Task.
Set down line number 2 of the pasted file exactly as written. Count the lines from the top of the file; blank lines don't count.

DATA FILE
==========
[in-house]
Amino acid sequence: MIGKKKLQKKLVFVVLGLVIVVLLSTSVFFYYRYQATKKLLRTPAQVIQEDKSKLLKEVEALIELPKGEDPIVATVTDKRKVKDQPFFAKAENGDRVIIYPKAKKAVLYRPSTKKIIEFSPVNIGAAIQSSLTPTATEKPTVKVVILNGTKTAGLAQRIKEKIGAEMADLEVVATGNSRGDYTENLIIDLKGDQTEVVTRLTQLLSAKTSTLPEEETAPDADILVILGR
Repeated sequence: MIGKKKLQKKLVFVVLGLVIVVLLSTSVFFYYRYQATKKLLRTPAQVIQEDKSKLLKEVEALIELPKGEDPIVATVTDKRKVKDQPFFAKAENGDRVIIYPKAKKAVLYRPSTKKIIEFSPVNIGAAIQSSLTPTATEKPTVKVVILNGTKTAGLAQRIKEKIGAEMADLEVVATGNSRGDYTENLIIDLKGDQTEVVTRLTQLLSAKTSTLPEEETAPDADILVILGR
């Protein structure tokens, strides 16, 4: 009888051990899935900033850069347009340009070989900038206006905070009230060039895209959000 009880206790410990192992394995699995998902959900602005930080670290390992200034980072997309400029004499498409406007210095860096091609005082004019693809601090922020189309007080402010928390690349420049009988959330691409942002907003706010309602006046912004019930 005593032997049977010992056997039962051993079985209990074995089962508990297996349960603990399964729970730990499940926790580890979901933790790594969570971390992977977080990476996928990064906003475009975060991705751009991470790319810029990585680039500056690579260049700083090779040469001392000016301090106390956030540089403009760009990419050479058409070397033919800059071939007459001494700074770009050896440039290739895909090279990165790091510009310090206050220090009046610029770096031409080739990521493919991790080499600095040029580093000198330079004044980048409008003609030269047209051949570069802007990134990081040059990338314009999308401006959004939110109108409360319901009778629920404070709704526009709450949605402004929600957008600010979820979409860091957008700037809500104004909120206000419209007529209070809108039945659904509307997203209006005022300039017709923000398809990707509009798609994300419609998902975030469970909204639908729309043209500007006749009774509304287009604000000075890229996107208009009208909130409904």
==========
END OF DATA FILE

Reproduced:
Amino acid sequence: MIGKKKLQKKLVFVVLGLVIVVLLSTSVFFYYRYQATKKLLRTPAQVIQEDKSKLLKEVEALIELPKGEDPIVATVTDKRKVKDQPFFAKAENGDRVIIYPKAKKAVLYRPSTKKIIEFSPVNIGAAIQSSLTPTATEKPTVKVVILNGTKTAGLAQRIKEKIGAEMADLEVVATGNSRGDYTENLIIDLKGDQTEVVTRLTQLLSAKTSTLPEEETAPDADILVILGR